DR. MIKE KIRLEW: There you go. That's driving pretty fast too and stuff, so yeah.
MY: Well, what's it like to be in a community where you probably stand out. I know they call you Dr. Shakehand. [chuckles]
DR. MIKE KIRLEW: Yeah yeah yeah. No no. I love working in Wapekeka, I love working in Sioux Lookout. You know, the community was extremely welcoming. You know, the community has been through this tragedy but there have been tragedies in the past. And just to be able to see, I call it like an infectious resilience, you know what I mean? Like, that's transferable and that's a privilege to be witness to. You know, it feels like home.
MY: Well after 10 years, and you've got kids there too.
DR. MIKE KIRLEW: Yeah yeah. I have three kids.
MY: And a wife. And what about your kids, how are they taking in the dynamics of the situation that's going on in Sioux Lookout?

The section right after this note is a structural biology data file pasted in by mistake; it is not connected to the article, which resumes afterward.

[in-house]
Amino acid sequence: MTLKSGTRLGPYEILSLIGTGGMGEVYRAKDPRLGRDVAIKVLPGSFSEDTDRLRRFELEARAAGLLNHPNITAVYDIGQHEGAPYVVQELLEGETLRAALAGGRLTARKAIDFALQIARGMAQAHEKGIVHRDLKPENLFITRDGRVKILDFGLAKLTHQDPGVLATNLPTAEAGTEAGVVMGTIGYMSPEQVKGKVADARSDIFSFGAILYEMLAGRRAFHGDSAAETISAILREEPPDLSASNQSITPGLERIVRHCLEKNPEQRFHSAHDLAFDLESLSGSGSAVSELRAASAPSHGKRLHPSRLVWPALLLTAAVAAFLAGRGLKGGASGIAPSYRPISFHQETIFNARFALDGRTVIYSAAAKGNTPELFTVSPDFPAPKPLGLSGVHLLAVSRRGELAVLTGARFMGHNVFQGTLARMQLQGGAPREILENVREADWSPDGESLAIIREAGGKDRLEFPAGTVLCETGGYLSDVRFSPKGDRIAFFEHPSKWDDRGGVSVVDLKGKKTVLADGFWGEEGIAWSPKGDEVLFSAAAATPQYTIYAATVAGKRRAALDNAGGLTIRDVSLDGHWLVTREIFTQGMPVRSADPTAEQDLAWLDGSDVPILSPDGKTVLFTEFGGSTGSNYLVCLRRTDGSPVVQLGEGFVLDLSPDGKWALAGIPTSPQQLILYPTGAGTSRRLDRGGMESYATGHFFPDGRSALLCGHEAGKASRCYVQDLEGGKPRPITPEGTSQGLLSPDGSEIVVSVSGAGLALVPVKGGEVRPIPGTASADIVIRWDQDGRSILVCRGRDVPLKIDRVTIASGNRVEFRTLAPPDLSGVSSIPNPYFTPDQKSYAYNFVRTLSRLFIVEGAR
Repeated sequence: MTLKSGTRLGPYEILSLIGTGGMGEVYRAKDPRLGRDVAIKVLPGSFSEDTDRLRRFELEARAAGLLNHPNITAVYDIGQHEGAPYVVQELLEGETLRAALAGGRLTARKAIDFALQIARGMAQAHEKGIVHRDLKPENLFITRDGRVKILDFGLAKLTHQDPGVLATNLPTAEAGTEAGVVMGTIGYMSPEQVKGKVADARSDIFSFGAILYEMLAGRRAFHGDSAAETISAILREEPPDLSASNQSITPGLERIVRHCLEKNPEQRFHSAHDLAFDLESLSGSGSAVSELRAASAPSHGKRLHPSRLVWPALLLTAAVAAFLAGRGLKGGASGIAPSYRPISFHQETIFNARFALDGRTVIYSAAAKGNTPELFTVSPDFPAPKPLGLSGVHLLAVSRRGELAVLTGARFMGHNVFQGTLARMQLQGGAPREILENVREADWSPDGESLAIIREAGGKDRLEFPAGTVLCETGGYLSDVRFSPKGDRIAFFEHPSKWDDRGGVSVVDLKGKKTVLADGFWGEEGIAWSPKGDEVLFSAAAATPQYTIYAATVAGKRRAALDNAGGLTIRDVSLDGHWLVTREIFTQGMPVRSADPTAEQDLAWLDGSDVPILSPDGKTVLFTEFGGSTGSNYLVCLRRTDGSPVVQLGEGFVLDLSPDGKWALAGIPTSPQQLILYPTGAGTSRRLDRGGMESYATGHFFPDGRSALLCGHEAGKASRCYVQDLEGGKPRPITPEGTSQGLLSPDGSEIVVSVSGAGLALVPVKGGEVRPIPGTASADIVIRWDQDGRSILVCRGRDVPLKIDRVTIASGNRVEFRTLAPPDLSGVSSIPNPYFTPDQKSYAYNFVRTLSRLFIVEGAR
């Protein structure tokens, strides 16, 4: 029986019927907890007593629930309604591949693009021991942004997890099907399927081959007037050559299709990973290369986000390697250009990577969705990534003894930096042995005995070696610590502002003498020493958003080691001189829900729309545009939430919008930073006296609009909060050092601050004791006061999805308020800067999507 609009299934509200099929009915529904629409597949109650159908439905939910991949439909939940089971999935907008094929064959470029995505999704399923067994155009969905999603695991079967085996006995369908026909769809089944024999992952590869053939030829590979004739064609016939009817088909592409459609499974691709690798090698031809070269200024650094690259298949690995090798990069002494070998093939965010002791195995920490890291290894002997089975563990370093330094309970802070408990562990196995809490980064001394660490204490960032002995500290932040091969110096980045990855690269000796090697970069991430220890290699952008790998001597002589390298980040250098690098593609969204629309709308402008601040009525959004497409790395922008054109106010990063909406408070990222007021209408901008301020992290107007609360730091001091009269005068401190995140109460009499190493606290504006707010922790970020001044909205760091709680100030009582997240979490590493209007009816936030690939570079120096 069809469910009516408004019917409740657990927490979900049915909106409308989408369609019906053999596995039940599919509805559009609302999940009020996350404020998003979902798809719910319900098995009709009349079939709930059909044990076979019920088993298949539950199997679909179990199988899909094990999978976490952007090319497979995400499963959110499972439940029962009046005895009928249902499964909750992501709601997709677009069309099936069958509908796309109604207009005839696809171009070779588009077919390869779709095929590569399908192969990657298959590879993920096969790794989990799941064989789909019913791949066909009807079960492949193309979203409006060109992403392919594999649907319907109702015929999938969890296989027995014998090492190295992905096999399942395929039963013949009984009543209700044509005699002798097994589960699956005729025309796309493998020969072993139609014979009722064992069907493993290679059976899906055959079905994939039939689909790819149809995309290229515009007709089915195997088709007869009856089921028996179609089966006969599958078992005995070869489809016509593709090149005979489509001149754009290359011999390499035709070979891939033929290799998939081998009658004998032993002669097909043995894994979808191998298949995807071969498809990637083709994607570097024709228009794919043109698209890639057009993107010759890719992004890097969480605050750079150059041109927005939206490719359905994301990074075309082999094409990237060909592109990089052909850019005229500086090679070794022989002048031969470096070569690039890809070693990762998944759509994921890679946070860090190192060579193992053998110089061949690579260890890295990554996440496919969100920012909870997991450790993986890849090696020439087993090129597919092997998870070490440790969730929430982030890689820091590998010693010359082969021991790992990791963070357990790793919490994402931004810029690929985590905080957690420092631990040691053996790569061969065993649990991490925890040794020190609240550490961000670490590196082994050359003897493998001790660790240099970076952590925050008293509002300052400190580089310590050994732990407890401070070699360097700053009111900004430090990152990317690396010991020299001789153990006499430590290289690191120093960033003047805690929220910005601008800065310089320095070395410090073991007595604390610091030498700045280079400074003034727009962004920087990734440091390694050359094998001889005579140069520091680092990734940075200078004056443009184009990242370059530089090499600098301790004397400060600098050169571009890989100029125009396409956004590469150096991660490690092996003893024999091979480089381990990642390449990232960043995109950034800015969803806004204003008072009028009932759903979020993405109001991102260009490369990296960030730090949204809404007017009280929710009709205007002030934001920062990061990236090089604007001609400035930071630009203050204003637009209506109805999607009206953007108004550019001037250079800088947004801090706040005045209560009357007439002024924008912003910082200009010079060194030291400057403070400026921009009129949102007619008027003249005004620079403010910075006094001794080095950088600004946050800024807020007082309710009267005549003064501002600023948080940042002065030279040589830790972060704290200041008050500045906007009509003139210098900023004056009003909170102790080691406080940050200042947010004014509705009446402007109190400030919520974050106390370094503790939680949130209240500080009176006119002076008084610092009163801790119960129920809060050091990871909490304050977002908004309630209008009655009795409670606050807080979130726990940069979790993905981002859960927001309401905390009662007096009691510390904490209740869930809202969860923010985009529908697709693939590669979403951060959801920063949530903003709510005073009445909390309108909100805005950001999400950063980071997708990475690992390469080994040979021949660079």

DR. MIKE KIRLEW: It's interesting, because I find my children, they ask the questions, right? Like, sometimes they can ask the questions that really gets you thinking. Like we’ll drive to a community, you know, a First Nations community, and they'll say something like why isn't the road paved where our friends are? Why is the roads paved in Sioux Lookout and not paved in some of the communities? People have cars there, don't they need paved roads? Now, you know, it's interesting, like, you’ll hear a statement like that from a 9-year-old child and, you know, you've been driving down that dirt road for a long time right? You know, we don't even think about the difference. But they pick up how come the gravel roads only go to certain places? That's a good question to ask right? Like how come the dirt road in this country only ever seems to go down one fork right? When we look at our relationship with the First peoples of this country, you know, we have all this evidence of systemic inequity right? Inequity in terms of the education system, inequity in terms of the healthcare system, inequity in terms of the child protective system right? Not only with inequitable funding but as well as with just systems that are dysfunctional, that are not working. They’re kind of like we take colonial systems and we just put good sentiment on them and they really haven't changed, and they're still giving the same old bad outcomes.